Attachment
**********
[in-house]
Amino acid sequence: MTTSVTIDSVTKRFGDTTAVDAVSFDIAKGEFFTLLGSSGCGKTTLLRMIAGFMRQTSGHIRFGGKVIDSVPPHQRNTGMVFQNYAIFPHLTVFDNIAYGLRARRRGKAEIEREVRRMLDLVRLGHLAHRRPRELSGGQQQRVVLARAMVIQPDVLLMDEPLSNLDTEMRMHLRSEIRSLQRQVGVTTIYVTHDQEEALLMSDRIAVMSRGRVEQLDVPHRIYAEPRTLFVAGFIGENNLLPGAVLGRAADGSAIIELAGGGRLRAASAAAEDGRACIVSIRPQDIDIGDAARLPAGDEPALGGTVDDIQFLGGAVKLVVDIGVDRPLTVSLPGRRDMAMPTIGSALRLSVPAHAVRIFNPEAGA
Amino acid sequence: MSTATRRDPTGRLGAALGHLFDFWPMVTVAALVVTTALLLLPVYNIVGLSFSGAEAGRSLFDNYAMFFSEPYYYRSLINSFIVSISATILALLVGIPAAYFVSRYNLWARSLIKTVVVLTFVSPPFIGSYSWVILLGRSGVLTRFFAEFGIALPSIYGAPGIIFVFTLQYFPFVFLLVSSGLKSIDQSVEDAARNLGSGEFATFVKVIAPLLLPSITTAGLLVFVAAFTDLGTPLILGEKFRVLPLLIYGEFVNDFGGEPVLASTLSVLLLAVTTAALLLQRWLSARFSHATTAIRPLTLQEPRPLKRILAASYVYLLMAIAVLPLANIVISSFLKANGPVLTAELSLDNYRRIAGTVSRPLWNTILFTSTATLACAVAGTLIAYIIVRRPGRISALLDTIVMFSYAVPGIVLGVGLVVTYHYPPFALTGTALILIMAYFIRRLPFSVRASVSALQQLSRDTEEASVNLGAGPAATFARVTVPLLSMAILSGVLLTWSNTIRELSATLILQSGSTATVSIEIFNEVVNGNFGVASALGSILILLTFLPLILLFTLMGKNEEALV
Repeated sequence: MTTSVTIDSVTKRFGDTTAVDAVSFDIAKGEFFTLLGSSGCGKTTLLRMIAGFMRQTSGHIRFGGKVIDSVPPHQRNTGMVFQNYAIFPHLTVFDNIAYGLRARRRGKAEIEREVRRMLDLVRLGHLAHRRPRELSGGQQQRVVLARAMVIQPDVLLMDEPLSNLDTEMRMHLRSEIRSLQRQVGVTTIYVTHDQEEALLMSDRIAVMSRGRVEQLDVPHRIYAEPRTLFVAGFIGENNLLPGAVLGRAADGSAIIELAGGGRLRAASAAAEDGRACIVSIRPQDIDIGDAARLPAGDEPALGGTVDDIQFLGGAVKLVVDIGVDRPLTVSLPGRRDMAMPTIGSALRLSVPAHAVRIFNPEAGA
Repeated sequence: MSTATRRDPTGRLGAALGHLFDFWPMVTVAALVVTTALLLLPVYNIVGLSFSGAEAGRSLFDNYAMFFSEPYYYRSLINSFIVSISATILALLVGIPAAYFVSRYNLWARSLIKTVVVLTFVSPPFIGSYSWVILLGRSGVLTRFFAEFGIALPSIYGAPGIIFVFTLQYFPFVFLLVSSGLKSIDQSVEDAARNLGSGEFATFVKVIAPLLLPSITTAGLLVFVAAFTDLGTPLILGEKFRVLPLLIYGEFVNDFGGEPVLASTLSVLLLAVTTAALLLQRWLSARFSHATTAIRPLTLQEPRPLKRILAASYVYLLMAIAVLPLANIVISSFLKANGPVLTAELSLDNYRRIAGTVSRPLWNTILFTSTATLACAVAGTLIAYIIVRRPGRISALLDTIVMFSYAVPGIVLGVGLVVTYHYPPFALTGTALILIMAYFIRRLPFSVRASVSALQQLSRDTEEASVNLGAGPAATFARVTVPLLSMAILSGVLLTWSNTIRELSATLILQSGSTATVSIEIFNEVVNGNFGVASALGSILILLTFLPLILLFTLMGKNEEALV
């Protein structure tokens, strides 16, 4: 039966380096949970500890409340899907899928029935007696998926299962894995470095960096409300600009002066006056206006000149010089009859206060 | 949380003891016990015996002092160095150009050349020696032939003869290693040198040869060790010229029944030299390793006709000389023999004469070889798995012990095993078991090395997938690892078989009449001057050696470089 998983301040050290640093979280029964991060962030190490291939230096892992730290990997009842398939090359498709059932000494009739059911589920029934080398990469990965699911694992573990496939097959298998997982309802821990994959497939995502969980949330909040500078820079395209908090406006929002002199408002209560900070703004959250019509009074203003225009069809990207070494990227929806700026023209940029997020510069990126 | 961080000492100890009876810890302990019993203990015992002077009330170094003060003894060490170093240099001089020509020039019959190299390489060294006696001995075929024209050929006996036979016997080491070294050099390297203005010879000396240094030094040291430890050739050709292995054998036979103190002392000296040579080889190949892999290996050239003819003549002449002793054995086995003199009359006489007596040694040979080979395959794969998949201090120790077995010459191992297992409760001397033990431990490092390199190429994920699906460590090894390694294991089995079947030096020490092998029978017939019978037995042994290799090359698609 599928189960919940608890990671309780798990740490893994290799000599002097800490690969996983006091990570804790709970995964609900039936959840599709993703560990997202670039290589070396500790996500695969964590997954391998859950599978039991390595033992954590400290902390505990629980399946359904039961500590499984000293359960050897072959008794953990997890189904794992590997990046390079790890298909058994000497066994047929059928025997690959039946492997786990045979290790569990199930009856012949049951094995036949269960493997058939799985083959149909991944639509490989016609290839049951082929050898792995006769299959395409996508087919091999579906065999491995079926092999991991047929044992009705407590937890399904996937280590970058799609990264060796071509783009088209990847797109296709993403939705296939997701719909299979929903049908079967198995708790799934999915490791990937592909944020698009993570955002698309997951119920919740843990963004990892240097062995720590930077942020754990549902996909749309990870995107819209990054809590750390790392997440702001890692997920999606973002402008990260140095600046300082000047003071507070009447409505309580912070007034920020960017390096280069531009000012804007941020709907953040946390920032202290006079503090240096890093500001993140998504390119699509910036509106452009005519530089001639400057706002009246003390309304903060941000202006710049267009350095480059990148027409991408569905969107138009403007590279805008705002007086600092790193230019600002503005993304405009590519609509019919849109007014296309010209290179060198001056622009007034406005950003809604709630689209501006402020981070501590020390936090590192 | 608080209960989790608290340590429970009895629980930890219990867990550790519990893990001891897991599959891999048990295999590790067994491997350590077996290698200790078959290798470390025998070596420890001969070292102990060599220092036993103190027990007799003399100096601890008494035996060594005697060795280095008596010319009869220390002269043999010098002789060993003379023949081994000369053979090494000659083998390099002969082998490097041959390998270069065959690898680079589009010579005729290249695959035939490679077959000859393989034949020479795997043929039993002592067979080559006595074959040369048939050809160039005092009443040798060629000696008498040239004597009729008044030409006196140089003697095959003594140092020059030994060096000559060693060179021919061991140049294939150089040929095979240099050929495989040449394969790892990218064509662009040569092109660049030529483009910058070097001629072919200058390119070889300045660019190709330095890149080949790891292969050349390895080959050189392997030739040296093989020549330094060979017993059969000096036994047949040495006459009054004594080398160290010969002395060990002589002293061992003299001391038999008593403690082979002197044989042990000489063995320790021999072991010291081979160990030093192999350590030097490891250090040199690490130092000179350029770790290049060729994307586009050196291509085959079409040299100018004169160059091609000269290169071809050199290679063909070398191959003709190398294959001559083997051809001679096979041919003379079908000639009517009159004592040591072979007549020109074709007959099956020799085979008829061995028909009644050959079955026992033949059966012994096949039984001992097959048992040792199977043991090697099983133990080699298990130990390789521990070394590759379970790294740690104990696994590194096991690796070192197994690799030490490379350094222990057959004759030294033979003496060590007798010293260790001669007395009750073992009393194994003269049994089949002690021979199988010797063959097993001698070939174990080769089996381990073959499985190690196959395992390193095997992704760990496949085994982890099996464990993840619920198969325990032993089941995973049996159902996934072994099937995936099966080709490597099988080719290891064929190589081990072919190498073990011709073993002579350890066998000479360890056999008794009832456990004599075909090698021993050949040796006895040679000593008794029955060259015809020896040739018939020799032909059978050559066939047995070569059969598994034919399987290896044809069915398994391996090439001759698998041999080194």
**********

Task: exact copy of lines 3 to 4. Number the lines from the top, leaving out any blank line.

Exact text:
Amino acid sequence: MSTATRRDPTGRLGAALGHLFDFWPMVTVAALVVTTALLLLPVYNIVGLSFSGAEAGRSLFDNYAMFFSEPYYYRSLINSFIVSISATILALLVGIPAAYFVSRYNLWARSLIKTVVVLTFVSPPFIGSYSWVILLGRSGVLTRFFAEFGIALPSIYGAPGIIFVFTLQYFPFVFLLVSSGLKSIDQSVEDAARNLGSGEFATFVKVIAPLLLPSITTAGLLVFVAAFTDLGTPLILGEKFRVLPLLIYGEFVNDFGGEPVLASTLSVLLLAVTTAALLLQRWLSARFSHATTAIRPLTLQEPRPLKRILAASYVYLLMAIAVLPLANIVISSFLKANGPVLTAELSLDNYRRIAGTVSRPLWNTILFTSTATLACAVAGTLIAYIIVRRPGRISALLDTIVMFSYAVPGIVLGVGLVVTYHYPPFALTGTALILIMAYFIRRLPFSVRASVSALQQLSRDTEEASVNLGAGPAATFARVTVPLLSMAILSGVLLTWSNTIRELSATLILQSGSTATVSIEIFNEVVNGNFGVASALGSILILLTFLPLILLFTLMGKNEEALV
Repeated sequence: MTTSVTIDSVTKRFGDTTAVDAVSFDIAKGEFFTLLGSSGCGKTTLLRMIAGFMRQTSGHIRFGGKVIDSVPPHQRNTGMVFQNYAIFPHLTVFDNIAYGLRARRRGKAEIEREVRRMLDLVRLGHLAHRRPRELSGGQQQRVVLARAMVIQPDVLLMDEPLSNLDTEMRMHLRSEIRSLQRQVGVTTIYVTHDQEEALLMSDRIAVMSRGRVEQLDVPHRIYAEPRTLFVAGFIGENNLLPGAVLGRAADGSAIIELAGGGRLRAASAAAEDGRACIVSIRPQDIDIGDAARLPAGDEPALGGTVDDIQFLGGAVKLVVDIGVDRPLTVSLPGRRDMAMPTIGSALRLSVPAHAVRIFNPEAGA